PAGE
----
Black genius is all around us. It is inescapable. We see it in our neighborhoods. We see it in our schools. We see it in our churches. Black genius is sitting at the dinner table in plain sight.
You know those shows you like to binge watch and those GIFS we all can’t live without? We wouldn’t have them without the pioneering work of a Black woman named, Lisa Gelobter.
With her own personal flavor of Black girl magic and a degree in computer science from Brown University, Gelobter has completely changed the way information and entertainment are produced and consumed around the world.
You can also thank a Black man by the name of Mark E. Dean for being able to watch GIFs and videos in color. In addition to leading the team that designed IBM’s first personal computer, Dean created the first color computer monitor. With a degree in engineering from the University of Tennessee, Dean took the digital age from black and white to full color.
And did you know that before Bill Gates, Africa had Philip Emeagwali? Originally from Nigeria, Emeagwali moved to the United States where he obtained a B.A. degree from the University of Oregon and earned two Master’s degrees from schools in Washington, D.C. While this Black genius is known as the “Bill Gates of Africa,” it wasn’t Gates who developed
the world’s first supercomputer – it was Emeagwali.
Black genius is not just now guiding us into the future of technology – it has been the future for a while.
So, it’s no surprise that the next great tech hub in the United States is being built in an area with one of the largest concentrations of Black communities and Black talent in the nation.
Amazon should recognize this as it begins to build its HQ2 in Crystal City, Virginia, just a river jump away from the nation’s capital.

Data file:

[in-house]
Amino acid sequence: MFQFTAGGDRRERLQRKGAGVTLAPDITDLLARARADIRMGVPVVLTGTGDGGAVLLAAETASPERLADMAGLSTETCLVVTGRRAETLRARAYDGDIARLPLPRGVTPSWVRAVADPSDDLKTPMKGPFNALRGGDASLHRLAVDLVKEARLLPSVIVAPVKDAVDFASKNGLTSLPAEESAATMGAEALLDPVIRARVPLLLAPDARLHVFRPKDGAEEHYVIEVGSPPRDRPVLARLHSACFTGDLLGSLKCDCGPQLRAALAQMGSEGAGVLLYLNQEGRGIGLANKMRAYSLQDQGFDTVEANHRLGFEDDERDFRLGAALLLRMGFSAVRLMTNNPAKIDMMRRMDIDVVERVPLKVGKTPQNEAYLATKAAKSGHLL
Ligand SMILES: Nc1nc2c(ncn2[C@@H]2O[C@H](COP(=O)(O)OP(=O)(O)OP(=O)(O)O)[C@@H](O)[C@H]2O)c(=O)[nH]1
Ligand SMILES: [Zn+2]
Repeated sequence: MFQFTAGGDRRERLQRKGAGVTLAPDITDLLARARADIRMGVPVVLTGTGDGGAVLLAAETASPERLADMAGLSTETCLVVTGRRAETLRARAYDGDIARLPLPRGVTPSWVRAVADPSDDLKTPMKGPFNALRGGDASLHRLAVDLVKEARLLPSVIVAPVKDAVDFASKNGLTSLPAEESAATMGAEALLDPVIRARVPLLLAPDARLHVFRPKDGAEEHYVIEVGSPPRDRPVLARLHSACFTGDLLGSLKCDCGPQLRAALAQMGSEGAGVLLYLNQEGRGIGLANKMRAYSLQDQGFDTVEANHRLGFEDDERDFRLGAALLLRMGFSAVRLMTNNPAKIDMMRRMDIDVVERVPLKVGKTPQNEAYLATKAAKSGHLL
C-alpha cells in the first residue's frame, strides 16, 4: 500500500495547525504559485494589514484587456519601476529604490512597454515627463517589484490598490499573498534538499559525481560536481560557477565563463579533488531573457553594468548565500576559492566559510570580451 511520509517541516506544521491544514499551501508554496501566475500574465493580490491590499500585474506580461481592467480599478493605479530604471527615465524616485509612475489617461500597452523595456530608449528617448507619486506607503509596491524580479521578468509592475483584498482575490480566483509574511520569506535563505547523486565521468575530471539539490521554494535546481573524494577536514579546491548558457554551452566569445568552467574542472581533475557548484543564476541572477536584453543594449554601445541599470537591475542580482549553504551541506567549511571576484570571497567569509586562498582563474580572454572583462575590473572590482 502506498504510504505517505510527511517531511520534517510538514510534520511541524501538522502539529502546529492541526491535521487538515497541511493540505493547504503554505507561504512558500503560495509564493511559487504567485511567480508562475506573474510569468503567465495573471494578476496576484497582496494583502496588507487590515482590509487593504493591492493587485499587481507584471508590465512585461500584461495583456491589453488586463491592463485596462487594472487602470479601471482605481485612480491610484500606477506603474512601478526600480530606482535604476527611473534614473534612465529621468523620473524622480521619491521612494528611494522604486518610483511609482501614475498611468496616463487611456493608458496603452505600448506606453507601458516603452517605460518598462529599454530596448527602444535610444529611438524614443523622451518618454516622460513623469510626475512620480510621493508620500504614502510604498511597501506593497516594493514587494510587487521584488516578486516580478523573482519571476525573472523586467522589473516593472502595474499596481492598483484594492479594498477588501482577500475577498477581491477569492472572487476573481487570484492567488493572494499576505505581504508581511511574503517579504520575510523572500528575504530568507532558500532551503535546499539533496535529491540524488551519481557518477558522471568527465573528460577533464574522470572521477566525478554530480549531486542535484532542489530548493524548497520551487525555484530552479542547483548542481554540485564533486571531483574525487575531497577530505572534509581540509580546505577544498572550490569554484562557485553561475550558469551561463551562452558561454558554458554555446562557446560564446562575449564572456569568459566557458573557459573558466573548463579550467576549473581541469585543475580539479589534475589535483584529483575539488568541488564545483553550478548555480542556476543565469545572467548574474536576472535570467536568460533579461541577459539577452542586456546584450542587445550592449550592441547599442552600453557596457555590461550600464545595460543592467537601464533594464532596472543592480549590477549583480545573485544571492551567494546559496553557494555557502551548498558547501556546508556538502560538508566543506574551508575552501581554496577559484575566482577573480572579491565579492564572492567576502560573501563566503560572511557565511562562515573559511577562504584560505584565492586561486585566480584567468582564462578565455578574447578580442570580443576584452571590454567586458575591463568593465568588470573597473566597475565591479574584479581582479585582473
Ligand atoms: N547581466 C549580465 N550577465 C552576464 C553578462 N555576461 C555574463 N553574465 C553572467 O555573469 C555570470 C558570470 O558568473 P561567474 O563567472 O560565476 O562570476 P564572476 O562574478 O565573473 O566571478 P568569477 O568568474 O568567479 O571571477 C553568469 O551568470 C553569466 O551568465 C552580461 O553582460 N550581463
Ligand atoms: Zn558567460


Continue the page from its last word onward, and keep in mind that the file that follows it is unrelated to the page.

Washington, D.C. is the “East Coast” answer to the “West Coast” Silicon Valley. We’ve watched D.C. steadily emerge into a well-known incubator of start-ups. From federally funded IT and defense projects to major innovation sector titans like Amazon who are pitching tents throughout the region: D.C., Maryland and Virginia (or “#DMV” as it’s affectionately known) has evolved into a region also defined by tech giant HQs in Northern Virginia to the biotechnology laboratories extending from Montgomery County to Baltimore.
This should sound like great news for Black folks in the DMV area, a region that is nearly 30 percent Black in population composition. Washington, D.C. itself is just barely majority Black at 48 percent of the city-wide population and neighboring Prince George’s County (Maryland’s second largest) is nearly three quarters Black. Baltimore, Maryland is also a majority African-American city. And as the region’s technology corridor grows, so do parallel efforts from school systems and area universities (some of the top in the world) to produce more graduates with “STEM” (science, technology, engineering and mathematics) degrees.
Yet, the entire National Capital region still suffers from high Black unemployment rates and low wages.
What could easily solve this problem? Obviously, the burgeoning tech industry in the region. Still, for a number of reasons, the tech industry hasn’t yet received the message that there is a deep well of Black digital genius ready and waiting to take on these roles.
Let me take a minute to boast Howard University, my Alma Mater. Howard University is an innovative leader in STEM fields. Howard is a top producer of undergraduate African American students who eventually earn a Ph.D. in STEM-oriented subjects. Let that sink in!
As D.C.-area WTOP News recently reported, “Information Technology (IT) professionals can write their own ticket right now, with a nagging shortage of talent restricting U.S. information technology job growth despite high demand.”